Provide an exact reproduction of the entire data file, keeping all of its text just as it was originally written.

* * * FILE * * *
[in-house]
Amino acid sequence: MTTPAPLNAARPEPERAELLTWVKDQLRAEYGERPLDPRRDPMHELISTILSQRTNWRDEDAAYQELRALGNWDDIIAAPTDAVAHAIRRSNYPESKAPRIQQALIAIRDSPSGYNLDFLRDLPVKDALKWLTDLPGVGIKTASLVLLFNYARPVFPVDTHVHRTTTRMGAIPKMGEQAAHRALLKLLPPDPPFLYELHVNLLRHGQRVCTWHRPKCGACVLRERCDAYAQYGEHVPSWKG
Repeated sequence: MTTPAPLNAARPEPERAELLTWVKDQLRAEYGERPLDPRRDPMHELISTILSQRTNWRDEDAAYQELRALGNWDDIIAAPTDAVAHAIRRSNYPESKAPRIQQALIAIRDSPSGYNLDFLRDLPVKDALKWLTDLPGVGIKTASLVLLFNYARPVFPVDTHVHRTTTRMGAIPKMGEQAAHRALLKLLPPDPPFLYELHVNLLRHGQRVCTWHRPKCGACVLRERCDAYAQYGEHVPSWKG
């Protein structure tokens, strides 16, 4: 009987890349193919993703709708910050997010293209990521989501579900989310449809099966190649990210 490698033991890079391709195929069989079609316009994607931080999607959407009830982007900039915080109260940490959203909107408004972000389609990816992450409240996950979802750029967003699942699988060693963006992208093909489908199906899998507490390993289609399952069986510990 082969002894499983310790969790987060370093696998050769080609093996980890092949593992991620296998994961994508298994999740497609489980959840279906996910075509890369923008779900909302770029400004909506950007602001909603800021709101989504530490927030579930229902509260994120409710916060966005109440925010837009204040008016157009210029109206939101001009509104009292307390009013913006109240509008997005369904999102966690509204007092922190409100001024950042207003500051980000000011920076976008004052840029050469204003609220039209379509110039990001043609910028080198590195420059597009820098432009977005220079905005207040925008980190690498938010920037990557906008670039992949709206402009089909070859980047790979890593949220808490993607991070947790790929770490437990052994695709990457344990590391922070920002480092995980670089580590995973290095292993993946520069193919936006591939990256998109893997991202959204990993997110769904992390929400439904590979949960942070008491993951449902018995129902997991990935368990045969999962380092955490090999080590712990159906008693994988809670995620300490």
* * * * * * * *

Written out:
[in-house]
Amino acid sequence: MTTPAPLNAARPEPERAELLTWVKDQLRAEYGERPLDPRRDPMHELISTILSQRTNWRDEDAAYQELRALGNWDDIIAAPTDAVAHAIRRSNYPESKAPRIQQALIAIRDSPSGYNLDFLRDLPVKDALKWLTDLPGVGIKTASLVLLFNYARPVFPVDTHVHRTTTRMGAIPKMGEQAAHRALLKLLPPDPPFLYELHVNLLRHGQRVCTWHRPKCGACVLRERCDAYAQYGEHVPSWKG
Repeated sequence: MTTPAPLNAARPEPERAELLTWVKDQLRAEYGERPLDPRRDPMHELISTILSQRTNWRDEDAAYQELRALGNWDDIIAAPTDAVAHAIRRSNYPESKAPRIQQALIAIRDSPSGYNLDFLRDLPVKDALKWLTDLPGVGIKTASLVLLFNYARPVFPVDTHVHRTTTRMGAIPKMGEQAAHRALLKLLPPDPPFLYELHVNLLRHGQRVCTWHRPKCGACVLRERCDAYAQYGEHVPSWKG
């Protein structure tokens, strides 16, 4: 009987890349193919993703709708910050997010293209990521989501579900989310449809099966190649990210 490698033991890079391709195929069989079609316009994607931080999607959407009830982007900039915080109260940490959203909107408004972000389609990816992450409240996950979802750029967003699942699988060693963006992208093909489908199906899998507490390993289609399952069986510990 082969002894499983310790969790987060370093696998050769080609093996980890092949593992991620296998994961994508298994999740497609489980959840279906996910075509890369923008779900909302770029400004909506950007602001909603800021709101989504530490927030579930229902509260994120409710916060966005109440925010837009204040008016157009210029109206939101001009509104009292307390009013913006109240509008997005369904999102966690509204007092922190409100001024950042207003500051980000000011920076976008004052840029050469204003609220039209379509110039990001043609910028080198590195420059597009820098432009977005220079905005207040925008980190690498938010920037990557906008670039992949709206402009089909070859980047790979890593949220808490993607991070947790790929770490437990052994695709990457344990590391922070920002480092995980670089580590995973290095292993993946520069193919936006591939990256998109893997991202959204990993997110769904992390929400439904590979949960942070008491993951449902018995129902997991990935368990045969999962380092955490090999080590712990159906008693994988809670995620300490």